I like to try new recipes, though at best, most of my trials are one-hit wonders.
But occasionally, one runs across a recipe like this dish that has been in our family for almost forty years. It became part of our lives, and part of Mom’s permanent supper rotation, when she brought the recipe home as a souvenir from one of the many trips my parents made to Houston to visit my Uncle Melvin and Aunt Wanda.
Mom and Wanda were the female response to The Odd Couple, who like Walter Matthau and Tony Randall, enjoyed a proverbial love-hate relationship; they enjoyed each other when they were on good terms and they thrived on dissension when they weren’t. The quality of my mother and aunt’s relationship actually seemed to improve with physical distance — when separated by 500 miles, they were the best of friends — when separated by a fence, these next door neighbors often carried on a cold war — the fence might as well have been the Berlin Wall.
When a relationship like Mom’s and Wanda’s is encountered in fiction, it makes for hilarious reading. The fictional situations that ensue inspire tears to roll down my face and the sides of my chest to hurt from overdosing on laughter. But I can assure you it’s no laughing matter when these colorful and highly combustible relationships invade real life. Life grows surreal, taking on the quality of a daytime drama.
When ‘things’ between Mom and Wanda were good, life was sugary sweet, to the point of making most everyone else sick from too much artificial sweetener. When things grew ugly, tempers flared, they drew a line in the sand and both rallied support for their cause of ‘being right.’ Each would call the other the worse names they could think of — and the words whispered behind one another’s backs would come home to roost, by the time the gossip mill churned it around and around.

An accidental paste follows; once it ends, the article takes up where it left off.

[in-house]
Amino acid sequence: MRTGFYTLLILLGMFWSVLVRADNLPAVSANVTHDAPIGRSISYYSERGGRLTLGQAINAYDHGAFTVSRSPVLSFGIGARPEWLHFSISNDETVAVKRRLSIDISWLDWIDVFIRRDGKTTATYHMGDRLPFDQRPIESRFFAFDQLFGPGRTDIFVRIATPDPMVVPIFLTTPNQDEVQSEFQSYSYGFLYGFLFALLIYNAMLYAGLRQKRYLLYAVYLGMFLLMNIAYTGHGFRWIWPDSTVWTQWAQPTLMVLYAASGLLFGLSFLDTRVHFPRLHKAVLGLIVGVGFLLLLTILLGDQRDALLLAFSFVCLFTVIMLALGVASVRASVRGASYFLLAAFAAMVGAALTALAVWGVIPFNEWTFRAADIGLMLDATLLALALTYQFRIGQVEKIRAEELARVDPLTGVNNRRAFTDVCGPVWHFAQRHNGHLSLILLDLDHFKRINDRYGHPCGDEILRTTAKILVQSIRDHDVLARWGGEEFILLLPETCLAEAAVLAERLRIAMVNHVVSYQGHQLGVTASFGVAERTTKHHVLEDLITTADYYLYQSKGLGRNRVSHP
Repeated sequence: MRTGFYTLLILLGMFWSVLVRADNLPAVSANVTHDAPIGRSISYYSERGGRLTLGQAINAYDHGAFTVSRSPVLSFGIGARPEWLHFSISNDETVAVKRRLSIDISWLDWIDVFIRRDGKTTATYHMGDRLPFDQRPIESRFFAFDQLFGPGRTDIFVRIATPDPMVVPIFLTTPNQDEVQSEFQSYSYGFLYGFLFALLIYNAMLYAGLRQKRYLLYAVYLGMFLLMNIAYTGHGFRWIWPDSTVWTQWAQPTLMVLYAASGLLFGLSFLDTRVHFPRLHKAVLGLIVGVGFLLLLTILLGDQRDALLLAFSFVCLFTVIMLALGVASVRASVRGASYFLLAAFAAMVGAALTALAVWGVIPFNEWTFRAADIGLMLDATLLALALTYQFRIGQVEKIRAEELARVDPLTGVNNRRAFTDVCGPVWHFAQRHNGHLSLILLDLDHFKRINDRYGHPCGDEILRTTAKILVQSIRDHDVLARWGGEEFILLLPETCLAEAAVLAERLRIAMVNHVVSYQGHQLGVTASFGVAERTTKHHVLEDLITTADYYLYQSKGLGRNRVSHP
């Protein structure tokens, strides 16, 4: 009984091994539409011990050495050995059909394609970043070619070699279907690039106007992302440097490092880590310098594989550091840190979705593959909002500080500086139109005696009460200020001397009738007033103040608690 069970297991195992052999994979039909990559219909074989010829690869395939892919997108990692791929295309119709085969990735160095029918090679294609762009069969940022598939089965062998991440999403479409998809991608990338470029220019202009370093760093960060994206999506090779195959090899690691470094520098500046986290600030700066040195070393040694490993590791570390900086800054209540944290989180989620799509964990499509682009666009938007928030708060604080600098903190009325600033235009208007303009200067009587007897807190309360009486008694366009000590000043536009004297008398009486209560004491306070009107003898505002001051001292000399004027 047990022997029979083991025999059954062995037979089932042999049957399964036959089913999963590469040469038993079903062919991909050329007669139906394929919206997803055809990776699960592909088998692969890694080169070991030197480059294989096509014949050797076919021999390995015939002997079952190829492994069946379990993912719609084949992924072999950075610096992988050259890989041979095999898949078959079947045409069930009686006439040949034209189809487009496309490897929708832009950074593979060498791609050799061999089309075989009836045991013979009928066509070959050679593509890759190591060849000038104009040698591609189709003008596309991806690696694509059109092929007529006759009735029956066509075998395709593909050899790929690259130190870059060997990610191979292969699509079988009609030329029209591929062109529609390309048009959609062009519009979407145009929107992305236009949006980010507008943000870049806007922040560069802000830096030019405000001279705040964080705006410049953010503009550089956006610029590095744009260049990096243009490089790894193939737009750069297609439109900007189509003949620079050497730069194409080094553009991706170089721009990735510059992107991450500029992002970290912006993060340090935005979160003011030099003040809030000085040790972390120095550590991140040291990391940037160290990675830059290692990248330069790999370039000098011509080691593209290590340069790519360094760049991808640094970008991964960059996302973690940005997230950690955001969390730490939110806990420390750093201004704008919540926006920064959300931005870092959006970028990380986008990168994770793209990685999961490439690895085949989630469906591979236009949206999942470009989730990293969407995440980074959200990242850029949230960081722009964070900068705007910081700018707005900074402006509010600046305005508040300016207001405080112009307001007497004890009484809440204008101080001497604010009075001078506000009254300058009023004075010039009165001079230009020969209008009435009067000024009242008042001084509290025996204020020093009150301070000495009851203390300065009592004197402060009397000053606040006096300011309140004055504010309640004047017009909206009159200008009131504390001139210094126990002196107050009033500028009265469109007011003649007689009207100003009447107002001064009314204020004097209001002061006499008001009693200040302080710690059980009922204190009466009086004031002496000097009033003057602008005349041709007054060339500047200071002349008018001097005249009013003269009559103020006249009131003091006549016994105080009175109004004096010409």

One thing I learned from watching Mom and Wanda’s revolving door relationship over fifty years is this: No matter how good a writer becomes, there’s no way any author can ever dream up the sort of outrageous situations that naturally transpire in real life, especially between two women that love and hate one another so well. And when you throw into the mix that both women professed themselves to be God-fearing Christians — well, the irony of it all is just so delicious, it becomes hard to resist — just like this potato salad — sort of sweet… sort of tart.
Try it and see how easy sweet and sour can come together so nicely.
German Potato Salad
Serves 4 Preparation Time – 15 minutes Cooking Time — 2 hours
Ingredients:2 strips of bacon 1/2 cup chopped onion 1 Tbsp olive oil 2 cans sliced new potatoes, drained
Dressing:1/2 cup sugar (scant) 1/3 cup white vinegar 2 cups water 2 tsp. garlic powder 2 tsp. dried parsley 1/2 to 3/4 tsp. salt 1/4 tsp. black pepper
In a cast iron skillet over medium heat, fry bacon crisp. Drain on a paper towel. Drain oil from pan and add olive oil. (Original recipe does not call for the substitution). Over low heat, saute onion until soft and translucent. Add potatoes and cook for a few minutes, crumbling bacon on top. Mix all skillet ingredients and add dressing until just covered. There will be enough dressing for two applications. Let the potatoes cook down, uncovered, over low heat, stirring occasionally. Then add second round of dressing. Once liquid has cooked into potatoes and thickened, remove potato salad from heat. Cover with foil. The salad can be reheated prior to serving.